Do you have a loved one who suffers from OCD? If so, do you know you could be unknowingly enabling their disorder? You may think you are helping them by accommodating their compulsions or going along with their rituals, but in reality, you are only reinforcing their unhealthy behaviors.
What is OCD?
Obsessive-compulsive disorder (OCD) is a mental illness that causes people to have obsessions (recurrent, unwanted thoughts) and compulsions (repetitive behaviors/mental acts that they feel compelled to do to neutralize their obsessions).
OCD is a potentially crippling condition that significantly interferes with a person’s ability to function in daily life.
What is Enabling?
In the context of OCD, enabling refers to any behavior that helps the person with OCD avoid their fears or ease their anxiety by engaging in compulsive behaviors. Enabling can take many different forms, but some common examples include:
- Allowing the person with OCD to avoid situations that trigger their anxiety
- Doing something for the person with OCD that they are afraid to do themselves
- Making excuses for the person with OCD’s behavior
- Tolerating the person’s OCD rituals
- Giving in to the person’s demands
- Giving verbal reassurances
Why Do People Enable OCD?
OCD symptoms can make a loved one’s life miserable and lead to feelings of shame, low self-esteem, and embarrassment. This may drive you to try “fixing” their OCD or make it go away.
Unfortunately, your efforts to protect and rescue a loved one from their fears can actually make their OCD worse. While it’s important to be considerate, supportive, and loving to someone with OCD as they work towards recovery, it’s also crucial to draw a line between healthy support and enabling behavior.
Enabling may provide a reprieve from obsession and compulsions but will ultimately reinforce their fears and prevent them from learning healthy coping skills.
Consequences of Enabling OCD?
Enabling OCD can be consequential in more ways than one. It can reinforce the disorder, strain relationships, and impede recovery.
As noted, enabling OCD only serves to reinforce the disorder. It teaches the person that compulsions and rituals are the solutions to their fears or anxiety. This strengthens their belief that they must engage in compulsive behaviors to “feel better.” In turn, this can also make OCD symptoms more severe over time.
The person with OCD may become increasingly demanding as their disorder progresses, which may come across as manipulation. This misunderstanding can put a strain on even the most supportive and loving relationships.
Enabling OCD can also impede recovery. OCD treatment requires a person to face their fears and learn healthy coping techniques. But if they are being shielded from their fears by someone else, it becomes hard to overcome the disorder.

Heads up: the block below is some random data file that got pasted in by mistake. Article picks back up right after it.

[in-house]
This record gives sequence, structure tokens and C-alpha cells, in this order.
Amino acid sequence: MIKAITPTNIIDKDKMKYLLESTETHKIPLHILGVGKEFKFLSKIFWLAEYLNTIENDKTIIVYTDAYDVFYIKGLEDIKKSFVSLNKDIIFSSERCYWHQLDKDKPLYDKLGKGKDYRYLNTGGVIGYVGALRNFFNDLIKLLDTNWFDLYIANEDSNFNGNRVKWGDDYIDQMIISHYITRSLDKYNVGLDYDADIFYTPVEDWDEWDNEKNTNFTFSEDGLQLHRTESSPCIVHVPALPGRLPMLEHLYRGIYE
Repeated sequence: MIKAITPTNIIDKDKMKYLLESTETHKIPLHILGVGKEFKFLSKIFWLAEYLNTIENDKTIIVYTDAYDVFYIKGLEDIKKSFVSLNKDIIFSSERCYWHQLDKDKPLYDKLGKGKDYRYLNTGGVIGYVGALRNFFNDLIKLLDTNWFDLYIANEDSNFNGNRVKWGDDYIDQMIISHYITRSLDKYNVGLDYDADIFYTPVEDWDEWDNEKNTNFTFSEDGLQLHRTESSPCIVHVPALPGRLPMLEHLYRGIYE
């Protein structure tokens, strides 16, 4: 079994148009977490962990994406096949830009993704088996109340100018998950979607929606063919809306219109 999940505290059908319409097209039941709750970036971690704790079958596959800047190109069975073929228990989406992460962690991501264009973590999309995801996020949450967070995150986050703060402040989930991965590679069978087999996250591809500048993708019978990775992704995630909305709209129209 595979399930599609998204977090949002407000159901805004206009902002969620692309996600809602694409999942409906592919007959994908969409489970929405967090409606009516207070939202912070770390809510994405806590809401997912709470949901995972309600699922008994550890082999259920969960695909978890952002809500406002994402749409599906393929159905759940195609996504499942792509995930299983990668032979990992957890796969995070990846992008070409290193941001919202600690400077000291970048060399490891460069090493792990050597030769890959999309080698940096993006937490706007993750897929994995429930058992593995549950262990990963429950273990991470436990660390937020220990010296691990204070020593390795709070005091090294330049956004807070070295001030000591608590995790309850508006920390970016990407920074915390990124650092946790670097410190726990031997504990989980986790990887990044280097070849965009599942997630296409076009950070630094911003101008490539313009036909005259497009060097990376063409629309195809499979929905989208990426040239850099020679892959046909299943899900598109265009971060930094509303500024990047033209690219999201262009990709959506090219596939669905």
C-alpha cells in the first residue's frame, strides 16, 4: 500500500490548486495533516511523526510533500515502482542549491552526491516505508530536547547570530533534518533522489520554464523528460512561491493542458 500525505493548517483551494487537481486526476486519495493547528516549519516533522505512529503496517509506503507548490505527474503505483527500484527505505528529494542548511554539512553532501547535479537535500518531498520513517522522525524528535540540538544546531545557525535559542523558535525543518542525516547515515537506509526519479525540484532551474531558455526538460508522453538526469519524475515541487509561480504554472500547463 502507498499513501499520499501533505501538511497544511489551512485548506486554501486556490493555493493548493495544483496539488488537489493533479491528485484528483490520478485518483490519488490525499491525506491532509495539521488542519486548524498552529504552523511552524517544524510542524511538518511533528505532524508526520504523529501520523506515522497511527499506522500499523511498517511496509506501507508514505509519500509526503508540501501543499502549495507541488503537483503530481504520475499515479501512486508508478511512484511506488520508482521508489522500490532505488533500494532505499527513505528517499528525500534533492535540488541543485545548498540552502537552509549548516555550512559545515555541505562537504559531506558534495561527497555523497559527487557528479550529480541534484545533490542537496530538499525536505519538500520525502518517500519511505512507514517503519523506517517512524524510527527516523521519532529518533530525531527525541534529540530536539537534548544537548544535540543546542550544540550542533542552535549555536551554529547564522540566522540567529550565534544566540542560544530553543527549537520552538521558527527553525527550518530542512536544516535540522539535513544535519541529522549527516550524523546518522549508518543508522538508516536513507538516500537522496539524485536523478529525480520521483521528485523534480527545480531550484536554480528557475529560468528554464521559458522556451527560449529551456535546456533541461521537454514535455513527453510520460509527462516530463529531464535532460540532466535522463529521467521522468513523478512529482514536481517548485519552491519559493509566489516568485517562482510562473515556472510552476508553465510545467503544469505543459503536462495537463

So What Can You Do Instead?
It may take time and effort to change how you respond to your loved one’s OCD, but with patience and practice, it is possible to support them without enabling their disorder. Here are some steps you can take if you think you may be enabling OCD:
The most critical step in helping someone with OCD is encouring them to seek treatment and ensuring they follow through to the end. This may mean helping them find a qualified mental health professional, accompanying them to therapy appointments, or helping them stick to medication.
OCD treatment mainly involves exposure and response prevention (ERP), a type of cognitive-behavioral therapy where the patient is gradually exposed to their OCD triggers in a safe and controlled environment and taught healthy coping skills to prevent compulsive behaviors.
Your doctor may also prescribe some antidepressants and anti-anxiety medications to prevent the symptoms from interfering with daily life or hindering treatment.
Learning everything you can about OCD will help you better understand your enabling behaviors and why you should avoid them. It will also give you the tools to help you need to disintegrate from enabling behaviors while still being loving and supportive.
Support Healthy Coping Skills
Encouraging healthy coping habits like exercising, relaxation techniques, and healthy eating can also go a long way in helping someone with OCD overcome their symptoms and reduce their reliance on compulsions or ritualistic behaviors.
The Bottom Line
OCD can be a debilitating condition that significantly interferes with a person’s ability to function in daily life. Learning to support a loved one with OCD without enabling their disorder is a vital step in supporting their recovery.